Friday, August 19, 2005

Litigation Excess

The civil court system is designed to redress disputes of various sorts. It is supposed that these cases will be legitimate claims of damages or other similar grievances.

A lot of people think our society is plagued by too many people suing other people and businesses for little or no reason. I am one of them.

One result of this excessive litigation is a plethora of stupid warning labels, utilized in an attempt to thwart opportunistic consumers' efforts to get a lot of money for being stupid.

Here is one example:

  • A snowblower warns: “Do not use snowthrower on roof.”
Here is a column listing some truly absurd warnings. They would be funny, if it wasn't such a sad thing for our society that such idiocy is required for honest businesses to protect themselves.


Unknown said...

“DO NOT use massage chair without clothing... and, Never force any body part into the backrest area while the rollers are moving.”


Most of the lawsuits I see make me sick. And, really, it's not even actual litigation as much as threats of litigation. I have found that 100% of the threats I see are usually centered around a person's laziness, incompetence or greed (wanting to accomplish attaining money without working or acquiring education/working in different positions.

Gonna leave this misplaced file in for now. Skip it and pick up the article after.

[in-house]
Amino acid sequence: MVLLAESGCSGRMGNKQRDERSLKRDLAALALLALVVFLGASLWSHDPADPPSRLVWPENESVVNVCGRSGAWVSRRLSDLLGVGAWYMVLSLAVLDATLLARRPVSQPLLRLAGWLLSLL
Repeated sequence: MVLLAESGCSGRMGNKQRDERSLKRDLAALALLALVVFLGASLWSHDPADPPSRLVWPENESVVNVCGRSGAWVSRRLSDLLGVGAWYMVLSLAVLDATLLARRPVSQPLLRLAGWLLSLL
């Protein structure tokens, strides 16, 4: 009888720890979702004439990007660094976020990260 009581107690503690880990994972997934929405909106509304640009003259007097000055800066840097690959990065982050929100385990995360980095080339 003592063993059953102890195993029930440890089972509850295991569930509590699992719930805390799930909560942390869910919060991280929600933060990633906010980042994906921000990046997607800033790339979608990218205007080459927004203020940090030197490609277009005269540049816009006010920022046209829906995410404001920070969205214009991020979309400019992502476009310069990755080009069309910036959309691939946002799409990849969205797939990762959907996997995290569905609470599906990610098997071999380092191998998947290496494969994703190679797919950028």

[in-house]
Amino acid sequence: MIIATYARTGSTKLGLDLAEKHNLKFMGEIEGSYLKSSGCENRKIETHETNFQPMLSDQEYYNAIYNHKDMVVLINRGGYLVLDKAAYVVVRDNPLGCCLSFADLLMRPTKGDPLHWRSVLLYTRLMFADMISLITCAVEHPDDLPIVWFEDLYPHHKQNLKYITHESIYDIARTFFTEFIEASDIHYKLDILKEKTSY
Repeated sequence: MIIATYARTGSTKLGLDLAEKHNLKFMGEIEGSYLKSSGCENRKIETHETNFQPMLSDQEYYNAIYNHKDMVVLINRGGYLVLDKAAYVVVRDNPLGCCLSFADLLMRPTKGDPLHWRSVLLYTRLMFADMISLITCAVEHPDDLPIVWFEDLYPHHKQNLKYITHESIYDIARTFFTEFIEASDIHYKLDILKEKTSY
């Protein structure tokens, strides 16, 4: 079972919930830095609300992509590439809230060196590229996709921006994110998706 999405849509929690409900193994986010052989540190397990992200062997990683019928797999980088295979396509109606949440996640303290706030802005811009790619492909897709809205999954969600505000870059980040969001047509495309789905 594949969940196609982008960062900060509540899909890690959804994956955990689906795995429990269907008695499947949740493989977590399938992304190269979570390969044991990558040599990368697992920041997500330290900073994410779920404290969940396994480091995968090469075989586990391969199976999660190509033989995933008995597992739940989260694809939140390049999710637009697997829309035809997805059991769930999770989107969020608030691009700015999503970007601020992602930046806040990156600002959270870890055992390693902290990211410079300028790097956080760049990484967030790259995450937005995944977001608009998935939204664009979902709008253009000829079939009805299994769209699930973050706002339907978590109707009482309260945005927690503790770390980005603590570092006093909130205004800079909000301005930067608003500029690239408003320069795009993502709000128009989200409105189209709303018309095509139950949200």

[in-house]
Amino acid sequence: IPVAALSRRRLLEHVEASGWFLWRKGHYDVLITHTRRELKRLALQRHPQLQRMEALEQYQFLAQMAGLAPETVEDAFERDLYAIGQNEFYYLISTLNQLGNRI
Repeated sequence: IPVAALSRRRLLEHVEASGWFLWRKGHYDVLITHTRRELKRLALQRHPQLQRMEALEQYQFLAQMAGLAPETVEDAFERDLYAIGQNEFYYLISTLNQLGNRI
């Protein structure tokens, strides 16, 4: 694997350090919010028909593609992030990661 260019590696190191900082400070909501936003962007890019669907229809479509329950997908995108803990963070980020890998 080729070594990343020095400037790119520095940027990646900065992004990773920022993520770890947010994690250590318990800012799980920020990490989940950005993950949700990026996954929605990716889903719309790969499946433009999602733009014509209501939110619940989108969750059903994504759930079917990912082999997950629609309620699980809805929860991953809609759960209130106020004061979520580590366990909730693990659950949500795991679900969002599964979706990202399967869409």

My philosophy now, with most of them, is... get you some.

Anonymous said...

The funniest thing is, most of those labels probably came about b/c of some idiots experience. Seriously, you can't make stuff like that up.

James Shott said...

One of the more notorious of these is the lady who spilled McDonald's coffee in her lap, then sued McDonalds.

Now there's this award in the Vioxx case. The jury awarded $253 million, $24 million to the widow, and $229 million in punitive damages. Merck might just decide not to produce any more new drugs, or they may take even more time to go to market, trying to be sure no one can get hurt. That will raise the price of new drugs substantially, I believe.

Unknown said...

I tend to think pretty high of myself, but I do not see my current worth as 250 Million Bucks...

James Shott said...

What frustrates me so much about these cases is that this guy was sick, and Merck made a product to address his illness. The company was trying to help people like him. Any time you take a drug, you are not guaranteed a perfect outcome, you are not guaranteed there will be no side effects, and you aren't guaranteed that some weird set of circumstances won't combine to result in harming you.

Yet, when the outcome isn't perfect, or if some actual harm comes to a consumer, it seems an automatic response to blame someone else (the drug company, the doctor, the hospital, et al) and try to get money.

Short of actual negligence or lack of competence, these cases ought to be dismissed.

At some point healthcare providers and drug companies may insist on a signed release from liability before you can get treatment or a prescription. Won't that be a wonderful development?